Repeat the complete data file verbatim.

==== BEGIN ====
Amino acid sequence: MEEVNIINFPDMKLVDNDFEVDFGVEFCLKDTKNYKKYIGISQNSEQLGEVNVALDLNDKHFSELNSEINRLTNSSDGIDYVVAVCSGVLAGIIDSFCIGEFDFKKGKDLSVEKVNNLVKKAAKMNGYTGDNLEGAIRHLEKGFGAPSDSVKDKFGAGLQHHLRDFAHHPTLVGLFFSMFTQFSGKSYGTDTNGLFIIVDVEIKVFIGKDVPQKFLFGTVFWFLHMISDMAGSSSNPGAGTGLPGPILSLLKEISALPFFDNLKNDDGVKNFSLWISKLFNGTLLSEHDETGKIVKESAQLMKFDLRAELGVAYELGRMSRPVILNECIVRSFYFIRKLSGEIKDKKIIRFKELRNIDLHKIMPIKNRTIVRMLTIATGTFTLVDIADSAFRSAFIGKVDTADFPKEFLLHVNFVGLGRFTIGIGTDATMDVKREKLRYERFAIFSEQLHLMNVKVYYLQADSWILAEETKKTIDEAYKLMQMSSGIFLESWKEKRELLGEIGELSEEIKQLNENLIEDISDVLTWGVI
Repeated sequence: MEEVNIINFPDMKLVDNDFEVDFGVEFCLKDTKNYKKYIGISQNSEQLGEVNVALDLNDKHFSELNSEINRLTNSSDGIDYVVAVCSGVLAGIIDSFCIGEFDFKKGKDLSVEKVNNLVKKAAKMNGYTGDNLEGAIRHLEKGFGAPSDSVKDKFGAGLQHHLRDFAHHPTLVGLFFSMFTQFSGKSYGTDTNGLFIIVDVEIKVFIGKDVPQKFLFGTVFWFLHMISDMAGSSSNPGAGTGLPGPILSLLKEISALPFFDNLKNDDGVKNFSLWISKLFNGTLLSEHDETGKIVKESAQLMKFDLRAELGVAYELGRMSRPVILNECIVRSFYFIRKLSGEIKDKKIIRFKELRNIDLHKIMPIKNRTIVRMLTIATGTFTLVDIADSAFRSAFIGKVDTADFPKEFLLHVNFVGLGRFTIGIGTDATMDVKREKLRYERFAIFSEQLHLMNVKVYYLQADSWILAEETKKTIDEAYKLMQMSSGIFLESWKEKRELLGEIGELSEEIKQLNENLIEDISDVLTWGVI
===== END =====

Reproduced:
Amino acid sequence: MEEVNIINFPDMKLVDNDFEVDFGVEFCLKDTKNYKKYIGISQNSEQLGEVNVALDLNDKHFSELNSEINRLTNSSDGIDYVVAVCSGVLAGIIDSFCIGEFDFKKGKDLSVEKVNNLVKKAAKMNGYTGDNLEGAIRHLEKGFGAPSDSVKDKFGAGLQHHLRDFAHHPTLVGLFFSMFTQFSGKSYGTDTNGLFIIVDVEIKVFIGKDVPQKFLFGTVFWFLHMISDMAGSSSNPGAGTGLPGPILSLLKEISALPFFDNLKNDDGVKNFSLWISKLFNGTLLSEHDETGKIVKESAQLMKFDLRAELGVAYELGRMSRPVILNECIVRSFYFIRKLSGEIKDKKIIRFKELRNIDLHKIMPIKNRTIVRMLTIATGTFTLVDIADSAFRSAFIGKVDTADFPKEFLLHVNFVGLGRFTIGIGTDATMDVKREKLRYERFAIFSEQLHLMNVKVYYLQADSWILAEETKKTIDEAYKLMQMSSGIFLESWKEKRELLGEIGELSEEIKQLNENLIEDISDVLTWGVI
Repeated sequence: MEEVNIINFPDMKLVDNDFEVDFGVEFCLKDTKNYKKYIGISQNSEQLGEVNVALDLNDKHFSELNSEINRLTNSSDGIDYVVAVCSGVLAGIIDSFCIGEFDFKKGKDLSVEKVNNLVKKAAKMNGYTGDNLEGAIRHLEKGFGAPSDSVKDKFGAGLQHHLRDFAHHPTLVGLFFSMFTQFSGKSYGTDTNGLFIIVDVEIKVFIGKDVPQKFLFGTVFWFLHMISDMAGSSSNPGAGTGLPGPILSLLKEISALPFFDNLKNDDGVKNFSLWISKLFNGTLLSEHDETGKIVKESAQLMKFDLRAELGVAYELGRMSRPVILNECIVRSFYFIRKLSGEIKDKKIIRFKELRNIDLHKIMPIKNRTIVRMLTIATGTFTLVDIADSAFRSAFIGKVDTADFPKEFLLHVNFVGLGRFTIGIGTDATMDVKREKLRYERFAIFSEQLHLMNVKVYYLQADSWILAEETKKTIDEAYKLMQMSSGIFLESWKEKRELLGEIGELSEEIKQLNENLIEDISDVLTWGVI